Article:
When the PM and Sonia ate crow, publicly

IN Opinion | 19/10/2007
With that avian breakfast ended the useful life of the UPA government. Surprisingly, it was the Times of India, that said it all.
DARIUS NAKHOONWALA’S take on the UPA copout.

You don¿t say! 

Darius Nakhoonwala



The point was quite simple, actually. The government, or at any rate, the prime minister, wanted the nuclear deal with the US. The Communists said no. The prime minister said ok, in that case pull down the government. The Communists said they would, and kept saying it.


Then Sonia Gandhi accused them of being "enemies of progress". That stiffened their resolve. Then the non-Communist elements of the UPA government got the shivers. So they put the squeeze on Soniaji who backed off. The PM had to eat crow publicly.   With that avian breakfast ended the useful life of the UPA government.


Surprisingly, it was the Times of India, not known to be very explicit in its criticism of governments that said it all. Indeed, it was even the first off the block -- in contrast to the Hindu and the Telegraph which have not thought the climbdown worthy of editorial notice. Also, the Asian Age was the last to write, after five days.


It said "It is time now for the UPA government to come clean, and let the country know the exact status. Instead of expressing his deep disappointment, the Prime Minister would do well to recognise that the executive has to recognise the will of the nation as expressed through Parliament. And in doing so, he should not be disappointed, but elated that finally he has done the right thing." Right thing, Mr Editor? You nuts or something?


"It ended with a whimper," said the ToI, "when within a week of Sonia¿s uncharacteristically strong statements, both Manmohan and Sonia ran up the white flag." But what a whimper, my countrymen. It would not be wrong to call it the mother of all whimpers. So the ToI said "It¿s certainly a blow to India¿s global aspirations and a diminution of its international stature when New Delhi makes commitments to foreign governments that it can¿t deliver on because of internal opposition, even when it strikes deals that are transparently in its own interest."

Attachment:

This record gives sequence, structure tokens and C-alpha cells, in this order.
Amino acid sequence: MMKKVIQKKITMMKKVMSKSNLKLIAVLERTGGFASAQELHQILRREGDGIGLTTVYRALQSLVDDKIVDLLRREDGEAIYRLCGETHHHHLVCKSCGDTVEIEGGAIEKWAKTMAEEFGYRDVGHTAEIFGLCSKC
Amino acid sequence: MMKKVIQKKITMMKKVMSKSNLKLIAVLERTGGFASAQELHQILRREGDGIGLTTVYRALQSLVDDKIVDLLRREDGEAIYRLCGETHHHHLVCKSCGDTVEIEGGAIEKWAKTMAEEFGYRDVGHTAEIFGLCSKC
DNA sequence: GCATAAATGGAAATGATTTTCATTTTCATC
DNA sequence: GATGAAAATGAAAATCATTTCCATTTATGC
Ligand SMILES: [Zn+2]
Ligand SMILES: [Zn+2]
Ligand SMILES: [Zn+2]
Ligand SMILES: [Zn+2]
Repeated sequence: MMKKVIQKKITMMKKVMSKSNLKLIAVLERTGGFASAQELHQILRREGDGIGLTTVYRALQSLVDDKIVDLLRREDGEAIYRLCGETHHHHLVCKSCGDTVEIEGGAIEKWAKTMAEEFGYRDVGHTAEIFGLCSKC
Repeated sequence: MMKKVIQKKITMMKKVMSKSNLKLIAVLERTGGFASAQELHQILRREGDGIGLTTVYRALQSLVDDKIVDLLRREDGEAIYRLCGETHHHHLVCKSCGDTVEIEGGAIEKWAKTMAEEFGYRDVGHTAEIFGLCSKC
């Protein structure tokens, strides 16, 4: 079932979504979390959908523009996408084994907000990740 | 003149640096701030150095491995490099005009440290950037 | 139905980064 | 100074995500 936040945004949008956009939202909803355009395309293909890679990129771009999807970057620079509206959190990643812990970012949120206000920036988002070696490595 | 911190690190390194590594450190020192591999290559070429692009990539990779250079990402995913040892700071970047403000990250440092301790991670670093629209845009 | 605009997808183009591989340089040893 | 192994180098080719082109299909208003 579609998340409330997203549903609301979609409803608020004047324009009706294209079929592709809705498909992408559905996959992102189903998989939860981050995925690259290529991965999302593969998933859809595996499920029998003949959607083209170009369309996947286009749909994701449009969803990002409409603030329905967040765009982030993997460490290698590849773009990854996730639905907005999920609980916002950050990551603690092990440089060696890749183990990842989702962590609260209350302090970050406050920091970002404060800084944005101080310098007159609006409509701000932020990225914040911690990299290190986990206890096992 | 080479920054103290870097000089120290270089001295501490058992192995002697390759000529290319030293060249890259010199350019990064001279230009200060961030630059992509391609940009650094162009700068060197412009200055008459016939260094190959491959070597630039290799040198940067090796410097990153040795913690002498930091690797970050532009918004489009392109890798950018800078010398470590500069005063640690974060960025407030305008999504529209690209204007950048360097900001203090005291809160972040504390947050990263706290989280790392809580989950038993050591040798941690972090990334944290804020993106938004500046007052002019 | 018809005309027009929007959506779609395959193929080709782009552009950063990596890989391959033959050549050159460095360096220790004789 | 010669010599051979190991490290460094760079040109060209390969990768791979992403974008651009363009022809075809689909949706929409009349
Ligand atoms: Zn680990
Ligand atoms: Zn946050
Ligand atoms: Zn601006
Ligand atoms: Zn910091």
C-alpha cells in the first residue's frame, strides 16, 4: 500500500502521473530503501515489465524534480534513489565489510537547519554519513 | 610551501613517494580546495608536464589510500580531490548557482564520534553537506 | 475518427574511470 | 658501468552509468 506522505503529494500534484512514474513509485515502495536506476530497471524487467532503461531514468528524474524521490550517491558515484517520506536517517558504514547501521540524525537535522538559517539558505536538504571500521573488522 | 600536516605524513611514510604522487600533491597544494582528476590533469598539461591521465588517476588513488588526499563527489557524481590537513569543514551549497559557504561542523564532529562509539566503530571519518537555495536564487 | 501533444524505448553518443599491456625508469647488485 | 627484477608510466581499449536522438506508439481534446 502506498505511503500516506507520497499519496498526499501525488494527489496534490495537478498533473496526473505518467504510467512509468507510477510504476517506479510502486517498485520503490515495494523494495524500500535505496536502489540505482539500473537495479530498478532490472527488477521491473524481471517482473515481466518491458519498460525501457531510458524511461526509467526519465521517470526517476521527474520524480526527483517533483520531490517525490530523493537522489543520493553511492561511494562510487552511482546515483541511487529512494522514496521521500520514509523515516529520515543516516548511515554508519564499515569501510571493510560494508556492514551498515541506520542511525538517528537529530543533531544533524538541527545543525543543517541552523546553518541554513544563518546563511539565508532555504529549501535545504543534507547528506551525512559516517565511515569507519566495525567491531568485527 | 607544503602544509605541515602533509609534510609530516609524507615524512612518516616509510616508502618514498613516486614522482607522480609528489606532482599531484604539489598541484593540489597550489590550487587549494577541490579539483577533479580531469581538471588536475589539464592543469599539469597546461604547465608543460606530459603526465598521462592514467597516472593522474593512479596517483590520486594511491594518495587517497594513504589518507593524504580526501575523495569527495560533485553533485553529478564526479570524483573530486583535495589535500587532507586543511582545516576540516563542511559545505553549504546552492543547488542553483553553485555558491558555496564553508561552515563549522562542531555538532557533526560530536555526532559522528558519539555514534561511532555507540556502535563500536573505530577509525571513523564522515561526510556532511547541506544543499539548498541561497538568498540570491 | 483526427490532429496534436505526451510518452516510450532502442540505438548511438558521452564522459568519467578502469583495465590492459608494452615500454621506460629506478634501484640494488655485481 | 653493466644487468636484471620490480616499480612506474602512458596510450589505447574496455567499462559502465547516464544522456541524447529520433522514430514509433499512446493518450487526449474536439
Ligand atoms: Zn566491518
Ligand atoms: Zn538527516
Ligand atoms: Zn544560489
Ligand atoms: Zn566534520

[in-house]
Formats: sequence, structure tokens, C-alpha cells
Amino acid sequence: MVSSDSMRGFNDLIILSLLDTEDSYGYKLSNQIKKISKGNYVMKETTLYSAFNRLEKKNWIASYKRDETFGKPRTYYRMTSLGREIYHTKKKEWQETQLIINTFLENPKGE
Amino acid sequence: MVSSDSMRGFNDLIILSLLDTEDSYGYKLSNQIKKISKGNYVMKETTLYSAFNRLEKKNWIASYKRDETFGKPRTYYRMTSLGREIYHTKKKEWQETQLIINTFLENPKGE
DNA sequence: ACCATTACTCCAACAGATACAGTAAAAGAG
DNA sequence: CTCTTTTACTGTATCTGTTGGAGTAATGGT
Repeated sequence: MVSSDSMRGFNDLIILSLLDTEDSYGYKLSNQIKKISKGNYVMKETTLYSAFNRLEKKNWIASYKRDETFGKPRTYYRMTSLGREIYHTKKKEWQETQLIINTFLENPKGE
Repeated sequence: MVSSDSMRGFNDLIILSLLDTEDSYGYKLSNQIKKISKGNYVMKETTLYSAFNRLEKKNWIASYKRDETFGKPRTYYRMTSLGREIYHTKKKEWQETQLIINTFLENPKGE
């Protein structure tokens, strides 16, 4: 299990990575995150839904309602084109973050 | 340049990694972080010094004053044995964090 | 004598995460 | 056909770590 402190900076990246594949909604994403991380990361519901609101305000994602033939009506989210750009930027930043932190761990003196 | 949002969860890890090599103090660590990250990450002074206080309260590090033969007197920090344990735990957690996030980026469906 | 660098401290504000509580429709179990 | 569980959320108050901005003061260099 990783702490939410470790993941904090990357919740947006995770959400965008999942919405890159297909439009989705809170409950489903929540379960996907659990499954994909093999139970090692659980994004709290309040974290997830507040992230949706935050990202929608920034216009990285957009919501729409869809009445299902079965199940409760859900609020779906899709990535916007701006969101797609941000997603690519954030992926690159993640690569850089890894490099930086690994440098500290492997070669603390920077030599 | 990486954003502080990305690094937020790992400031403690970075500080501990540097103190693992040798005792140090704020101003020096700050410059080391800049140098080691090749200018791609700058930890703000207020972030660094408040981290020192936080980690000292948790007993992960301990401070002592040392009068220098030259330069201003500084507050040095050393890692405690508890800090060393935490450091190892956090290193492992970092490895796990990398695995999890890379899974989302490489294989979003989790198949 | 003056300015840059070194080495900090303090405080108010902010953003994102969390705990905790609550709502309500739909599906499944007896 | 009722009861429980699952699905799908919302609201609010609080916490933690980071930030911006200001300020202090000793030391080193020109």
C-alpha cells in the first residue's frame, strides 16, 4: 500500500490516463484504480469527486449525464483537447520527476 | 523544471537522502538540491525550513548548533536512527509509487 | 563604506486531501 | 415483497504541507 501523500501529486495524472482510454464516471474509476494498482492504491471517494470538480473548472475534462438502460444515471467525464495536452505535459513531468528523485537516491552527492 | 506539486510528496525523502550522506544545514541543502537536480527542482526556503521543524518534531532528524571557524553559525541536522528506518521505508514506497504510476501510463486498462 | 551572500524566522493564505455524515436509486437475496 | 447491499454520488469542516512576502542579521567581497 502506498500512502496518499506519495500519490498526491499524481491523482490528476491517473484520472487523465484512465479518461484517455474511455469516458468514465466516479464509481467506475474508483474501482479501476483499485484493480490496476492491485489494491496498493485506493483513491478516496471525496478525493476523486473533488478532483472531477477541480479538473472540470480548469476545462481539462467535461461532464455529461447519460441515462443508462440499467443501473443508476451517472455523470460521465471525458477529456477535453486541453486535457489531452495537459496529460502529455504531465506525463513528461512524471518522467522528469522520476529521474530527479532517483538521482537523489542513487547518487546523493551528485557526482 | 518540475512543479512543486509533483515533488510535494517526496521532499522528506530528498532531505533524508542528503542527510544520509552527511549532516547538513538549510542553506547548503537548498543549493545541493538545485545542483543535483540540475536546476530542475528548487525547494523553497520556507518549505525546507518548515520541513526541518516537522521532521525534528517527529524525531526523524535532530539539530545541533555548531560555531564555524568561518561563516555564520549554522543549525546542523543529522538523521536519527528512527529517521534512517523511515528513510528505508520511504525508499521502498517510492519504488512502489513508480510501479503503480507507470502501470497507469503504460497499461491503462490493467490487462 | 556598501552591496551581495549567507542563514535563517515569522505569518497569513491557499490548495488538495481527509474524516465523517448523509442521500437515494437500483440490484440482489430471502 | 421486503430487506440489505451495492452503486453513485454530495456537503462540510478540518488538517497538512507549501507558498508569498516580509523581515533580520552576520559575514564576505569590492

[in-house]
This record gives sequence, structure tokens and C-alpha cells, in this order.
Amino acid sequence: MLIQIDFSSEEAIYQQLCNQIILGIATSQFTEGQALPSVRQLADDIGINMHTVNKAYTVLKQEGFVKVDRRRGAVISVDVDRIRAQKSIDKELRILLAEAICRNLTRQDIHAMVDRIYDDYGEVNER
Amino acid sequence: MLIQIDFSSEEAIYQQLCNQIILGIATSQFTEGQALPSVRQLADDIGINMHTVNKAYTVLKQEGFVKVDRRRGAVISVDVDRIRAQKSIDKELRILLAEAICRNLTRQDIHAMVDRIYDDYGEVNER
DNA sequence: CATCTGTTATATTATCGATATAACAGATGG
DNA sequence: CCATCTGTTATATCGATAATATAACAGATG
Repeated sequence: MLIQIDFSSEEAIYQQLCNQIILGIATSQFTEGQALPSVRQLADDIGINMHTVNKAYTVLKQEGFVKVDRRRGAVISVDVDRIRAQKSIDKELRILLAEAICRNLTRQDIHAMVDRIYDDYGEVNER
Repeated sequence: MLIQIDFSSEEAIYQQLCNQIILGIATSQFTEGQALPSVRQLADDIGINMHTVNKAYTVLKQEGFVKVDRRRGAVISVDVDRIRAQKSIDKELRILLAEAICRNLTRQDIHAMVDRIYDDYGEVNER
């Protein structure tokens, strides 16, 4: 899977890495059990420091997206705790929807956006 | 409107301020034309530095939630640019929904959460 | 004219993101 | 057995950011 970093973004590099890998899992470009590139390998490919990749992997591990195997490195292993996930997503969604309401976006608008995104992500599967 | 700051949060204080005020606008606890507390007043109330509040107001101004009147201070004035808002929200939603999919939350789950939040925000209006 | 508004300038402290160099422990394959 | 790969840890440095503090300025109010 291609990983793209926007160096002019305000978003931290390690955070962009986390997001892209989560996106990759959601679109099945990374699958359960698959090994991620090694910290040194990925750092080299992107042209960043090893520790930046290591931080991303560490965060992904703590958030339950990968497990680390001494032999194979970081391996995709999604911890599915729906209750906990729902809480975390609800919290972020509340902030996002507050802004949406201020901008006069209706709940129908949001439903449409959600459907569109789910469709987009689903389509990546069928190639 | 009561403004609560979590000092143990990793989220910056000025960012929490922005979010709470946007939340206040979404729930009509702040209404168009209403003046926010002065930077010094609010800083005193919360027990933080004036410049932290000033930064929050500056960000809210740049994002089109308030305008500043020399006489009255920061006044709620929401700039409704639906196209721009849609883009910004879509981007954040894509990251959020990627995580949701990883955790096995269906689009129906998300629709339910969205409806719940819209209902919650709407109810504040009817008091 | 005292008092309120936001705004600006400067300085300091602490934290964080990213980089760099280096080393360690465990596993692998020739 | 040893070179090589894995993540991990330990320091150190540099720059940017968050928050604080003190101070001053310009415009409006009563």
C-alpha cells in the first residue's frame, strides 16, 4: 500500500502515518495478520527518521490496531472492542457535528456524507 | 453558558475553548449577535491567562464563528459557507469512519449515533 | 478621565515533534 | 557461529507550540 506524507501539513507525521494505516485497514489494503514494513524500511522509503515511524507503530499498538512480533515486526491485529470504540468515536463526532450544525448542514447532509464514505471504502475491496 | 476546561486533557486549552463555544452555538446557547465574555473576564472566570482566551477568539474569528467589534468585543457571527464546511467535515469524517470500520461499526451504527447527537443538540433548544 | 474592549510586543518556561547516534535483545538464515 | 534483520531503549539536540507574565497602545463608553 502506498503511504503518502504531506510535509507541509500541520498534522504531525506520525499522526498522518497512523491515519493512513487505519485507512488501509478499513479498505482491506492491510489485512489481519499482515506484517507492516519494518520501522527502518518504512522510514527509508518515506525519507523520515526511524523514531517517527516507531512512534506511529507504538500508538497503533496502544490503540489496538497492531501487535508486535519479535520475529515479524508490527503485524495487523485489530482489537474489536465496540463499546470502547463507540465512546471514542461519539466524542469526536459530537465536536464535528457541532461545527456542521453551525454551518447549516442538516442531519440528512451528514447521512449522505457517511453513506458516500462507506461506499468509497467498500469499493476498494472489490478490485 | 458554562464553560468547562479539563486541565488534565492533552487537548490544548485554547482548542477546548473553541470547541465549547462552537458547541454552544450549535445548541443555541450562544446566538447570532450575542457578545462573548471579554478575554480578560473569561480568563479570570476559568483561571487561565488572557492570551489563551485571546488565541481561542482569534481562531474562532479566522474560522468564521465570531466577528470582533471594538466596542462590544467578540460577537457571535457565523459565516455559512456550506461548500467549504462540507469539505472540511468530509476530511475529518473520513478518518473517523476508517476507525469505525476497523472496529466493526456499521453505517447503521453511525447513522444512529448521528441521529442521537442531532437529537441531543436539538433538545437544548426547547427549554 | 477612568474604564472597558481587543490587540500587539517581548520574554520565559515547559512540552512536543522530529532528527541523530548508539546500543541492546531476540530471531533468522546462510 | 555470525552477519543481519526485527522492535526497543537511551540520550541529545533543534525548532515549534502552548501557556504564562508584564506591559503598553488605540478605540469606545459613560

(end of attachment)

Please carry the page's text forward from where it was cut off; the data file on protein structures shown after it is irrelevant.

The Indian Express, which had long campaigned for the deal, was incensed by the surrender. It has already written three edits. "Let¿s not talk about the nuclear deal… Let¿s instead talk politics. And ask the Congress a question… there¿s life even without completing the nuclear deal But what kind of a life? How does the Congress think the country will interpret its conduct over the next 18 months?"


It second edit on the subject said pretty much the same things but was written after the Tamil Nadu Chief Minister M. Karunanidhi, claimed credit for torpedoing the deal. "Frankly," he said, "the deal is not important, the government is." Harrumph, said the Express.  Edit No 3 compared Dr Singh to P V Narsimha Rao who it said "may have postponed Pokhran II but he didn¿t lose nerve on economic reforms despite the huge row it created domestically… Dr Singh needed the Congress to not blink. But the Congress did."


The Pioneer, poor thing, was completely confused as to what to say. The BJP, which it supports, had been opposing the deal. Its edit was wholly predictable and said nothing that the paper has not already said. But it did bowl a googly at the end. " Yet, it would be incorrect to suggest that the last word has been heard on the Congress-Left standoff or the future of the nuclear deal. Politics can throw up more surprises than the Prime Minister expected when he talked tough to the Left through a newspaper interview. For all we know, the situation could radically change in the next 10 days, which is a very long time in politics." Now whatever does that mean?


The Hindustan Times, a supporter of the Congress, went off at a tangent and talked about the joys of nuclear fuel and the IAEA chief¿s visit. What a copout.





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